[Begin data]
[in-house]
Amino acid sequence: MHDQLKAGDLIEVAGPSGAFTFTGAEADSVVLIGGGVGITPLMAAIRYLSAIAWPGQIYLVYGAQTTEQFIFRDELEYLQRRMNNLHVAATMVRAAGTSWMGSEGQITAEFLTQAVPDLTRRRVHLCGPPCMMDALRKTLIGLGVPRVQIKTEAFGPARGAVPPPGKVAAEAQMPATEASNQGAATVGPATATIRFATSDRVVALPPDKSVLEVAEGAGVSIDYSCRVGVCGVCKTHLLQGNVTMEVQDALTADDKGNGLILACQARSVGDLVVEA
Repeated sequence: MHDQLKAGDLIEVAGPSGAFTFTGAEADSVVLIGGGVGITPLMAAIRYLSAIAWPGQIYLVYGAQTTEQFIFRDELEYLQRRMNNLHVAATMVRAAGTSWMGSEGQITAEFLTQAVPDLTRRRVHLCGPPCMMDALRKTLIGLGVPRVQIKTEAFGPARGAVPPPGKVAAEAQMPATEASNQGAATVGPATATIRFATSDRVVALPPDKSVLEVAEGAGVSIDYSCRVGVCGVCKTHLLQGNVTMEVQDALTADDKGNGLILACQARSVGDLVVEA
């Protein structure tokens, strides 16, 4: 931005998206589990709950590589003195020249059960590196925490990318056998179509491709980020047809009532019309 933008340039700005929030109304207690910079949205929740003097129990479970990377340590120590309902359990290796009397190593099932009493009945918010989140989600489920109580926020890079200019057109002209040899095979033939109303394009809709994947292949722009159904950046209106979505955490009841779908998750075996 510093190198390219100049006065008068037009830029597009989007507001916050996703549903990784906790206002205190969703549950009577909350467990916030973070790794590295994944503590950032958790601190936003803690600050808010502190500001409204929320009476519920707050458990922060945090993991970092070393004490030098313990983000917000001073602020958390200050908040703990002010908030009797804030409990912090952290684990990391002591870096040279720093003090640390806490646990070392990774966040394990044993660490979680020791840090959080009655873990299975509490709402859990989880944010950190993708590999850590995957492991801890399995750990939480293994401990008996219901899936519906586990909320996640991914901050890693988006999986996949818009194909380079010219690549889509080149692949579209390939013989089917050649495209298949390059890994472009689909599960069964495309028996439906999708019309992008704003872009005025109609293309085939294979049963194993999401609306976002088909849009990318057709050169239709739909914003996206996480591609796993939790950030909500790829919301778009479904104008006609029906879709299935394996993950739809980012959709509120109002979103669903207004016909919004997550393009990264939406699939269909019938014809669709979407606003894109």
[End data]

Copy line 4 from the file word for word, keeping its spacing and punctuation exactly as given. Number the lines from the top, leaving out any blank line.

């Protein structure tokens, strides 16, 4: 931005998206589990709950590589003195020249059960590196925490990318056998179509491709980020047809009532019309 933008340039700005929030109304207690910079949205929740003097129990479970990377340590120590309902359990290796009397190593099932009493009945918010989140989600489920109580926020890079200019057109002209040899095979033939109303394009809709994947292949722009159904950046209106979505955490009841779908998750075996 510093190198390219100049006065008068037009830029597009989007507001916050996703549903990784906790206002205190969703549950009577909350467990916030973070790794590295994944503590950032958790601190936003803690600050808010502190500001409204929320009476519920707050458990922060945090993991970092070393004490030098313990983000917000001073602020958390200050908040703990002010908030009797804030409990912090952290684990990391002591870096040279720093003090640390806490646990070392990774966040394990044993660490979680020791840090959080009655873990299975509490709402859990989880944010950190993708590999850590995957492991801890399995750990939480293994401990008996219901899936519906586990909320996640991914901050890693988006999986996949818009194909380079010219690549889509080149692949579209390939013989089917050649495209298949390059890994472009689909599960069964495309028996439906999708019309992008704003872009005025109609293309085939294979049963194993999401609306976002088909849009990318057709050169239709739909914003996206996480591609796993939790950030909500790829919301778009479904104008006609029906879709299935394996993950739809980012959709509120109002979103669903207004016909919004997550393009990264939406699939269909019938014809669709979407606003894109």